Yes, taxes cheaper in DC but that's not why I'm here

| No Comments

There is a active debate over at Greater, Greater Washington about the report showing that in most cases it is cheaper to live in DC in regards to taxes. I've lived in Arlington, Hyattsville, College Park and the District and yes, over time the District has lower taxes. I say over time, because I distinctly remember getting less take home pay after I moved from Maryland to the District and looking at my taxes now, they aren't bad.

To those who say you can't live in Arlington without a car (re: VA car tax), I lived in Arlington for 2 years without one and did fine thank you very much. Hell, until I married the Help, this household has been carfree since 1993.

I didn't move to the District because of the property taxes or the income taxes or the schools. I moved here because of my commute and what I wanted my future commute to be. Also because I wanted to own a house and compared to the surrounding areas, DC has the best set up with programs, tax incentives, and helpful non-profits for 1st time homebuyers. As a homeowner the lower property tax for staying in my current home is an incentive to stay put, as well as the 20-30 minute commute and the ability to walk home on a nice sunny day.

We have been pondering a what if of moving to a spot where The Help's commute would be nicer into PG Co, and well the property taxes there would have us factoring that into the price. Yes, the houses are cheaper in PG but watch out for the property tax and the locality rates for income taxes.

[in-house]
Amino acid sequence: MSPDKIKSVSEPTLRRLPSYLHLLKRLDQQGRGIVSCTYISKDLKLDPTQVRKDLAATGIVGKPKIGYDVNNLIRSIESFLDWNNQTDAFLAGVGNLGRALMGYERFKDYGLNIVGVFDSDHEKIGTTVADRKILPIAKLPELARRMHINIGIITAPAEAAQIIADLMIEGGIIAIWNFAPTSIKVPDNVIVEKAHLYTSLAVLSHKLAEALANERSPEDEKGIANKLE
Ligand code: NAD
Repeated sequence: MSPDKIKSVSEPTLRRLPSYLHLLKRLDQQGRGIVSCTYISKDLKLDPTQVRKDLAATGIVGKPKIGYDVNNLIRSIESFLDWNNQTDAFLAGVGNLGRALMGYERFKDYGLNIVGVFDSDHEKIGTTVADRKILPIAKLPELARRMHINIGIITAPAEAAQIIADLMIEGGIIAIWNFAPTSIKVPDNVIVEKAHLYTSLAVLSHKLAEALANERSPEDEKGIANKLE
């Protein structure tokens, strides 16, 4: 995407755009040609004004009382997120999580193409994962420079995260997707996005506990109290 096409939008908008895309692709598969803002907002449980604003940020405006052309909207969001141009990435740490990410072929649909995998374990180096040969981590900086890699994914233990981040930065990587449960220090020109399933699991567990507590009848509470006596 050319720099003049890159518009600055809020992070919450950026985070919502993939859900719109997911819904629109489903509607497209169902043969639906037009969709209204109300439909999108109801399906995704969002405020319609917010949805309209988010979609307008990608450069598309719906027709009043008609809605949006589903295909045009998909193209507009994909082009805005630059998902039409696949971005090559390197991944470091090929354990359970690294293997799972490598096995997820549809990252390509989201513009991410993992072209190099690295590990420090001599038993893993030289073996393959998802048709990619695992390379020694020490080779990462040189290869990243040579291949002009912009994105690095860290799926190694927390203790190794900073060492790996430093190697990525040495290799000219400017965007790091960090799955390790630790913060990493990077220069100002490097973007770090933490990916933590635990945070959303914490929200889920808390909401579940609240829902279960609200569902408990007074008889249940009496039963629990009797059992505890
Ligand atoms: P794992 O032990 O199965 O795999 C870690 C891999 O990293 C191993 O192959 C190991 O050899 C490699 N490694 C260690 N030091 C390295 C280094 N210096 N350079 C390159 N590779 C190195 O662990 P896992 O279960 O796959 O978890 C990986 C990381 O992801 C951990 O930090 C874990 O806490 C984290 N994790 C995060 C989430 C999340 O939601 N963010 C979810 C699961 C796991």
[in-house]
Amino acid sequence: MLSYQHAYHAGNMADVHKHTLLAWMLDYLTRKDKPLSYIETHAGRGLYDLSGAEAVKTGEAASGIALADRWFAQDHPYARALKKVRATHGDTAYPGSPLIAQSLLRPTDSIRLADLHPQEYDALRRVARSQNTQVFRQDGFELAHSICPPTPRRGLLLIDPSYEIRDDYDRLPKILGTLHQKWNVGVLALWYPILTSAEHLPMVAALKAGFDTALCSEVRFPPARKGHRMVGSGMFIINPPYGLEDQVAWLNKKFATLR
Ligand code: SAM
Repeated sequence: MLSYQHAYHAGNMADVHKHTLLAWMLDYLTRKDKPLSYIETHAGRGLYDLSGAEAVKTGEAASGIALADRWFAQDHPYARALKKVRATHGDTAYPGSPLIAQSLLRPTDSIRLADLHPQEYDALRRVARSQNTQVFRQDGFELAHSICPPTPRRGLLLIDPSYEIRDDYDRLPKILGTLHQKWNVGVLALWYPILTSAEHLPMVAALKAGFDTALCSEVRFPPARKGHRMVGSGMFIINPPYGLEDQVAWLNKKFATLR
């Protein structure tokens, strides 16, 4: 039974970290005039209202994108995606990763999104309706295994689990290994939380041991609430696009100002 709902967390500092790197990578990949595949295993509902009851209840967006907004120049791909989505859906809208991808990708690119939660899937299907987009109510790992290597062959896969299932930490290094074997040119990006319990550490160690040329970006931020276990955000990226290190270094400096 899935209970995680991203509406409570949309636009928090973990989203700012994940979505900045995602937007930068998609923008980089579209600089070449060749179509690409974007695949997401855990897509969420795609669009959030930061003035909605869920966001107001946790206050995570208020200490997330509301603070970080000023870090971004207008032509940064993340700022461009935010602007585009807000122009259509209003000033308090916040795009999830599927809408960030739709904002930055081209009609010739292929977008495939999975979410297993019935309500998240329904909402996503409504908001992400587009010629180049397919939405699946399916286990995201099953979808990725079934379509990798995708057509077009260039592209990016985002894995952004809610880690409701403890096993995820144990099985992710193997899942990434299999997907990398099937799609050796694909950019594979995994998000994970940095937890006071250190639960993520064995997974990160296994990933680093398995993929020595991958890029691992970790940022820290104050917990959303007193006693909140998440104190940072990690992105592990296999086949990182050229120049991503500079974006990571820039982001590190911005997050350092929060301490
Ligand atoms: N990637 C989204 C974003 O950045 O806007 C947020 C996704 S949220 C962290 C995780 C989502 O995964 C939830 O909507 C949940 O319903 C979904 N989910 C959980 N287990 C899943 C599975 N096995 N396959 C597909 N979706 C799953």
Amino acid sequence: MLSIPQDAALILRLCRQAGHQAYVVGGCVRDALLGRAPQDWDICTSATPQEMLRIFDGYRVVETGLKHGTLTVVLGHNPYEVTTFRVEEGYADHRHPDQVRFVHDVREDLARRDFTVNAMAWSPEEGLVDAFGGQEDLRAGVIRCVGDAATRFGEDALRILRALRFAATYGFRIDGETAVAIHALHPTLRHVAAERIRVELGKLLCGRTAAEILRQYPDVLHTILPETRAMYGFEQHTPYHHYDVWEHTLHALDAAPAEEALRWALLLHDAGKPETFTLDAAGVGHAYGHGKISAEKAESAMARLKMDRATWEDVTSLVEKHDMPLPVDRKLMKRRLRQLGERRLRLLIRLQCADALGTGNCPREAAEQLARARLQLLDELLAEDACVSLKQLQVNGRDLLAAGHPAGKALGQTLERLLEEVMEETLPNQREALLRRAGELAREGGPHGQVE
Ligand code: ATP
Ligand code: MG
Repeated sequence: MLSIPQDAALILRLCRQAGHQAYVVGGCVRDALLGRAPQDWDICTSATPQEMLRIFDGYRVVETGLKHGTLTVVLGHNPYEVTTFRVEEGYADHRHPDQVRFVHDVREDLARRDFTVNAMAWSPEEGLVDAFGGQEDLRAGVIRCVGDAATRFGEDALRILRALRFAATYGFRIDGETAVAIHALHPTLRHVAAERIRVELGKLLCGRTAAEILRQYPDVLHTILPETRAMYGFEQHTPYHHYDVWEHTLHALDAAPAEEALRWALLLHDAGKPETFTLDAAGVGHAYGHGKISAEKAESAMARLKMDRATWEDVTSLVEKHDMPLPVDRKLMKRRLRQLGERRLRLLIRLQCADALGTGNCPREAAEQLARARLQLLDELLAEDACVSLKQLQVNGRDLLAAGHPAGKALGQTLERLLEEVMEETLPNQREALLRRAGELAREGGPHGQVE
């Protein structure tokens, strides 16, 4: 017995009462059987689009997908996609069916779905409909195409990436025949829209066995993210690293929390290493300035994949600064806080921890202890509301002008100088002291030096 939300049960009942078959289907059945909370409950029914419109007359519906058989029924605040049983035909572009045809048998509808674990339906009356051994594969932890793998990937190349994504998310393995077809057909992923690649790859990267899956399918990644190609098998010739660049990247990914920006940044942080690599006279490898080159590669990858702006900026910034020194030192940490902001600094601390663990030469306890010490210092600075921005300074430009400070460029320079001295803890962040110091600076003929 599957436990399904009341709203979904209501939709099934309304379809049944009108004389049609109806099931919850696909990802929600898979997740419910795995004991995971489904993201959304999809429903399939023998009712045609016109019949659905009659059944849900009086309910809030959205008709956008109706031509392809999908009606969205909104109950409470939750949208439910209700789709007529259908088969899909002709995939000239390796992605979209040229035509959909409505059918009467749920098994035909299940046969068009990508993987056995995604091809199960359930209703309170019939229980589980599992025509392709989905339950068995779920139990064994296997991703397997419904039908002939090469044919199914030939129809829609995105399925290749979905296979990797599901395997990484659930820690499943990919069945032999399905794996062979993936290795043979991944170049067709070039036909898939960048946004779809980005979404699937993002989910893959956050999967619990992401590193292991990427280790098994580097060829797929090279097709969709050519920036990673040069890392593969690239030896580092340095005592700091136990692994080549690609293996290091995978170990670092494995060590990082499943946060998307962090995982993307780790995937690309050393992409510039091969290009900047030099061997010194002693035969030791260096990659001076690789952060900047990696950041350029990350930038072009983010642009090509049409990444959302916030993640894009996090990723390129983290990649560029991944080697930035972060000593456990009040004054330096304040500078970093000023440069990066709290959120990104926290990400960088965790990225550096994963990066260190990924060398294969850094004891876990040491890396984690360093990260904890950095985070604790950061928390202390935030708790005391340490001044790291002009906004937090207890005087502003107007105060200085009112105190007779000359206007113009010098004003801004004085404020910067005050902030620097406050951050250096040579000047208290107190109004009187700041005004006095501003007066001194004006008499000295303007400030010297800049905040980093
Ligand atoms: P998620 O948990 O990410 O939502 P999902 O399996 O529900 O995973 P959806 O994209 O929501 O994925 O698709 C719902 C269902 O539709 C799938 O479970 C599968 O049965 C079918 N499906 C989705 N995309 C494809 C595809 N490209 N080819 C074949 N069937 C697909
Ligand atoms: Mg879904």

And schools not a factor for us. There are no children in our house now. I have cousins in Virginia who send there kids (my 3rd cousins) to a private Christian school. Not because the schools in that area are bad but because their kids really liked their school, and that's where their friends go. And some other friends in Maryland, their kid goes to a private secular school for his 'special needs', adult siblings went to Catholic schools. And we know some people who (gasp!) homeschool in Maryland. My first cousins who grew up in Laurel, went to public school, probably because my aunt was a teacher there. Then we've got DC friends and neighbors carting their kids off to charter schools. So in our circle of friends and associates no one goes to the 30K a year elite private school that gets dragged out in these conversations. And no, DCPS is not the worst in the nation. I compared Dunbar to my old high school and Dunbar was better. I went to school with rednecks and fared ok. If and when children become part of our household, we'll do the charter and out of boundary lotto dance.

But that's years away, if at all. Who knows I could wind up getting my high paying dream job in Florida or Northern California and this would be moot.

Census data gathering done

| No Comments

Now the hard part starts.